Over the summer, Lena Waithe made waves when she chopped off her signature locs. “I felt like I was holding onto a piece of femininity that would make the world feel comfortable with who I am,” she says. Now the Emmy-winning screenwriter and actress is getting real about representation, or lack thereof, of lesbians who present as masculine.
“Masculine-presenting lesbians don’t see themselves a lot,” Waithe says. “It’s just such not a part of, I think, black families’ thought process. They don’t think about it. The word doesn’t even come up until you have to say it out loud and you’re almost frustrated that you [have to]. I was frustrated that I even had to come out. I was like, ’What did y’all think this was?’ But…you do.”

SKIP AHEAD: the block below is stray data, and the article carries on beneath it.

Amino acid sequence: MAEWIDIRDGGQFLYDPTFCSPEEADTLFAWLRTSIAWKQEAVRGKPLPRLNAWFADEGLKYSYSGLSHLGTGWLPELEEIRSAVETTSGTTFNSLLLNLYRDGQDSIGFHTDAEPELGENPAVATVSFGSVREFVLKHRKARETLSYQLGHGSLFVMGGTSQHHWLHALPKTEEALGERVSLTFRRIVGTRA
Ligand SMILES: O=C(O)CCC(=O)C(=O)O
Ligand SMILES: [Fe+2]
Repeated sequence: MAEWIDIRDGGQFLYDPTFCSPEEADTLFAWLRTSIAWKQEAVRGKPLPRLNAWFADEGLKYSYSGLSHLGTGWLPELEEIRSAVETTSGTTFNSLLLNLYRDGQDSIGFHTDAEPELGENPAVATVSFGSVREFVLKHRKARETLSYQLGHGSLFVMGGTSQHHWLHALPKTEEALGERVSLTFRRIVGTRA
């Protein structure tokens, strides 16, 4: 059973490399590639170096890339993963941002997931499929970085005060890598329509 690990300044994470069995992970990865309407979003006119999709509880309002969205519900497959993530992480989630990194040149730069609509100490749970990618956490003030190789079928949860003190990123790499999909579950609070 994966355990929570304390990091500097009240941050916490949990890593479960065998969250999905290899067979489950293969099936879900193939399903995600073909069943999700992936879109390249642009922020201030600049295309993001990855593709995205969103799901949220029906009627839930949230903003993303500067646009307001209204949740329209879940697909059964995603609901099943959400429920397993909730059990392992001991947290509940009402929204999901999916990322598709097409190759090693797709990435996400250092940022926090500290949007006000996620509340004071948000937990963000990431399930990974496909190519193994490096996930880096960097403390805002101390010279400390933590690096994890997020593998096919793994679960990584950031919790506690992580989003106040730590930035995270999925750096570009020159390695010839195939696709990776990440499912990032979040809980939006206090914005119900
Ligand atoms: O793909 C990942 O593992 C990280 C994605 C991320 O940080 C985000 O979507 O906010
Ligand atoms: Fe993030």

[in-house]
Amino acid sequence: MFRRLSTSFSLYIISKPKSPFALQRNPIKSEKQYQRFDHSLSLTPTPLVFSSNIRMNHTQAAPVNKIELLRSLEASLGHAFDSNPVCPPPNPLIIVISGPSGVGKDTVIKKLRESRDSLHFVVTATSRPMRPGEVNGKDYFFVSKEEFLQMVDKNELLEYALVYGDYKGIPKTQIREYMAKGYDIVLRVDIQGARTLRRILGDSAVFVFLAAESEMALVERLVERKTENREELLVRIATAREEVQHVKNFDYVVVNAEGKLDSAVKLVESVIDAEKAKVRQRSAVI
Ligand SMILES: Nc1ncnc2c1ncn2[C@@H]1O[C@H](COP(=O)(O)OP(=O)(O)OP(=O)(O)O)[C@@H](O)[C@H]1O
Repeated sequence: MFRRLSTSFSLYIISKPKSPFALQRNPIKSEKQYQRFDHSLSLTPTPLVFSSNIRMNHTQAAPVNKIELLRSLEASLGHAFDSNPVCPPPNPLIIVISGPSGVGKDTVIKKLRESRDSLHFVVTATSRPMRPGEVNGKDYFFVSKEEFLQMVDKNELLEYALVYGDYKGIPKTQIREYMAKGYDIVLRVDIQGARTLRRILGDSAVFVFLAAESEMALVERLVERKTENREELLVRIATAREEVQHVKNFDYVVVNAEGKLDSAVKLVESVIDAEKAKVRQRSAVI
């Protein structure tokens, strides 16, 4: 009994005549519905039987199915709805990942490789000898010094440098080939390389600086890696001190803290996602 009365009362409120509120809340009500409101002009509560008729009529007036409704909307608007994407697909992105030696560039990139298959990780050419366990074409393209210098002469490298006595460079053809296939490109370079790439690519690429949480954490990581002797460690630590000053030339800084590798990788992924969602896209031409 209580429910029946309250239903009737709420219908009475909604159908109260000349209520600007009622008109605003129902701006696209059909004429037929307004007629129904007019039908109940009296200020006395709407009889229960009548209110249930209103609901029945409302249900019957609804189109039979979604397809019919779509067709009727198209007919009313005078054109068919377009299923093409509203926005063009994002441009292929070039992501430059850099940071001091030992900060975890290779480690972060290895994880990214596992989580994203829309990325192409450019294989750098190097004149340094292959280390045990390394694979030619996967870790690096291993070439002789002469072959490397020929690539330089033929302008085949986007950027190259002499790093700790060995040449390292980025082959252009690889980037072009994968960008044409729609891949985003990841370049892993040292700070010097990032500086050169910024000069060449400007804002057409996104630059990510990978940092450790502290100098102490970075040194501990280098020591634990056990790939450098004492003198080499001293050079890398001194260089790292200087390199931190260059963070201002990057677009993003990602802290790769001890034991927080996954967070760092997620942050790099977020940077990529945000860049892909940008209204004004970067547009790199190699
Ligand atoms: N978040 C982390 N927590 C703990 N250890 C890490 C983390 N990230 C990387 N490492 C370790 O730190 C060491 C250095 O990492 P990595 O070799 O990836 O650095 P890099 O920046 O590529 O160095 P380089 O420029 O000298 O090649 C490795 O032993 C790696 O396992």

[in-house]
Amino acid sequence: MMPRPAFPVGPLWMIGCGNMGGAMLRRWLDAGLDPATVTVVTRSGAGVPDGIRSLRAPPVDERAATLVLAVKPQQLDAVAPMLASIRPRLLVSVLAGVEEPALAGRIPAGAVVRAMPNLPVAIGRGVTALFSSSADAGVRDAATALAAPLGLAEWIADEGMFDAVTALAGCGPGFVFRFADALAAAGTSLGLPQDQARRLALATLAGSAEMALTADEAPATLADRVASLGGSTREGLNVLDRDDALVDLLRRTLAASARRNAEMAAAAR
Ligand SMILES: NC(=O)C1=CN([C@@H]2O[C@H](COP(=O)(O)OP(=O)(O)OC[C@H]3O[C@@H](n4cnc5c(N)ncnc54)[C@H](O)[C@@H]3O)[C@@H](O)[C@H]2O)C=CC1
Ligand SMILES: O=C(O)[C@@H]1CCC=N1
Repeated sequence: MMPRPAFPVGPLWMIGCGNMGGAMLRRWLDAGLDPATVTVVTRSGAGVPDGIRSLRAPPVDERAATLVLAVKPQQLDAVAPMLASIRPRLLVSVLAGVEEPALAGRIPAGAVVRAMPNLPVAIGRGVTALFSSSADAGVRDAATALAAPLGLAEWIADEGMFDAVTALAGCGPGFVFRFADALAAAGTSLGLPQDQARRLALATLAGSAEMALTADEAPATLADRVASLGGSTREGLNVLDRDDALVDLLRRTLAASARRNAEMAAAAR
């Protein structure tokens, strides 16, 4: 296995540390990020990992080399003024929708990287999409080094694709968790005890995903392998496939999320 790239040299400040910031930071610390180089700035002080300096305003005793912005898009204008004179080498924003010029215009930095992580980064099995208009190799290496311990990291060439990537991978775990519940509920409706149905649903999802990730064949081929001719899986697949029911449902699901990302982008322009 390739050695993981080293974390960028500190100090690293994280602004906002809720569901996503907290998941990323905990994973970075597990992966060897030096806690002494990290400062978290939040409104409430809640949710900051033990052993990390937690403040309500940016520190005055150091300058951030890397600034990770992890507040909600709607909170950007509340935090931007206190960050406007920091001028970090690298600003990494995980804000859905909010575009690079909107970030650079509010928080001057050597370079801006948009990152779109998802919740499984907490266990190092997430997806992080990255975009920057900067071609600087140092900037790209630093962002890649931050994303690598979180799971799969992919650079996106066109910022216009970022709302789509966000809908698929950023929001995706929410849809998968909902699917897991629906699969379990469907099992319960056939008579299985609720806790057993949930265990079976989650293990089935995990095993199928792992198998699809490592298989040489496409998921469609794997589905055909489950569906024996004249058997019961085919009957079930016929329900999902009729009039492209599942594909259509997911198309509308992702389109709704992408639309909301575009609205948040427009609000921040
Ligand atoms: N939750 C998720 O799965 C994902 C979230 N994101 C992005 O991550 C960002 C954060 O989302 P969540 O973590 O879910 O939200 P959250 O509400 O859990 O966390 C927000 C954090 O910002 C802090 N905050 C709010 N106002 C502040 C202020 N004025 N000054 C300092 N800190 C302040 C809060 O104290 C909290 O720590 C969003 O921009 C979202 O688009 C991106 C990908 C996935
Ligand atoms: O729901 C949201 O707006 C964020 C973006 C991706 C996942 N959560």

Waithe also says she believes segregation and desegregation impacted her mother’s journey of accepting having a gay daughter.
“My mom was born in 1953, which [means]—as I always try to remind people—that she was born into a segregated America. And…we’re not that far away from that,” she says. “So, for her, what it meant to be a good, black person was to not make white people uncomfortable. And, I think me being gay made her feel like, ’Oh, you gon’ make white folks real uncomfortable.'”
You can check out episodes of The Shop on HBO.